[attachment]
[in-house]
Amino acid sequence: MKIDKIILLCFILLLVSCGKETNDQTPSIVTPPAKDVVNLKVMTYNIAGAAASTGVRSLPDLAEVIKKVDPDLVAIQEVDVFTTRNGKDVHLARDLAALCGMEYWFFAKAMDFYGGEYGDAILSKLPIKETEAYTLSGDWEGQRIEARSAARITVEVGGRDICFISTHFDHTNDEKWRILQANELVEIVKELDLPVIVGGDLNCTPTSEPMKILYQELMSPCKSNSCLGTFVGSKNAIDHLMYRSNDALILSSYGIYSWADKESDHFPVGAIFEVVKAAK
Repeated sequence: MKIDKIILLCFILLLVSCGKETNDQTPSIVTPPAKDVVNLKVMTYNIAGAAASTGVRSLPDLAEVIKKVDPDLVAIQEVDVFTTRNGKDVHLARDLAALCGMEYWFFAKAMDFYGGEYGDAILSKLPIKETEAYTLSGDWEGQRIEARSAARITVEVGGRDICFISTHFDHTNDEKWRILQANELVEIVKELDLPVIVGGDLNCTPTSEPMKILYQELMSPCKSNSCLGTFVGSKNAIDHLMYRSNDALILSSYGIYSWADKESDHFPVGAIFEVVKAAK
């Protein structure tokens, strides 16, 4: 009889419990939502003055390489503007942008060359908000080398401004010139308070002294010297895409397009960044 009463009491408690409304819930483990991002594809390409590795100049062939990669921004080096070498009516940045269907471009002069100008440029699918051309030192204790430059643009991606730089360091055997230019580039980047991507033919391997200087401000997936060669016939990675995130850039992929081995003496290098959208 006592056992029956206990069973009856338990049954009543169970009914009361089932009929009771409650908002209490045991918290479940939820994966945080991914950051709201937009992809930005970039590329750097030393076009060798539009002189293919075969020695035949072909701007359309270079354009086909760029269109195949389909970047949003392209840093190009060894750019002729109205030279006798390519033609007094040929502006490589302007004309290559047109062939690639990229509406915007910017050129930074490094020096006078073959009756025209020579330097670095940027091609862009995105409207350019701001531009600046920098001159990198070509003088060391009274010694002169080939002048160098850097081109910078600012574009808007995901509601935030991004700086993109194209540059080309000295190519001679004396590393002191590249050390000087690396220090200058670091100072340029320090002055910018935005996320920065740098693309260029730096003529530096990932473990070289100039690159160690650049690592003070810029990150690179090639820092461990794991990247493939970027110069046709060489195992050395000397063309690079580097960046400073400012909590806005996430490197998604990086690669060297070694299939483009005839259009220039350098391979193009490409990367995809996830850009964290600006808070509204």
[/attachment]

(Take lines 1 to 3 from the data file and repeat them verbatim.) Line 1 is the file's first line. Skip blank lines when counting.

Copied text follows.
[in-house]
Amino acid sequence: MKIDKIILLCFILLLVSCGKETNDQTPSIVTPPAKDVVNLKVMTYNIAGAAASTGVRSLPDLAEVIKKVDPDLVAIQEVDVFTTRNGKDVHLARDLAALCGMEYWFFAKAMDFYGGEYGDAILSKLPIKETEAYTLSGDWEGQRIEARSAARITVEVGGRDICFISTHFDHTNDEKWRILQANELVEIVKELDLPVIVGGDLNCTPTSEPMKILYQELMSPCKSNSCLGTFVGSKNAIDHLMYRSNDALILSSYGIYSWADKESDHFPVGAIFEVVKAAK
Repeated sequence: MKIDKIILLCFILLLVSCGKETNDQTPSIVTPPAKDVVNLKVMTYNIAGAAASTGVRSLPDLAEVIKKVDPDLVAIQEVDVFTTRNGKDVHLARDLAALCGMEYWFFAKAMDFYGGEYGDAILSKLPIKETEAYTLSGDWEGQRIEARSAARITVEVGGRDICFISTHFDHTNDEKWRILQANELVEIVKELDLPVIVGGDLNCTPTSEPMKILYQELMSPCKSNSCLGTFVGSKNAIDHLMYRSNDALILSSYGIYSWADKESDHFPVGAIFEVVKAAK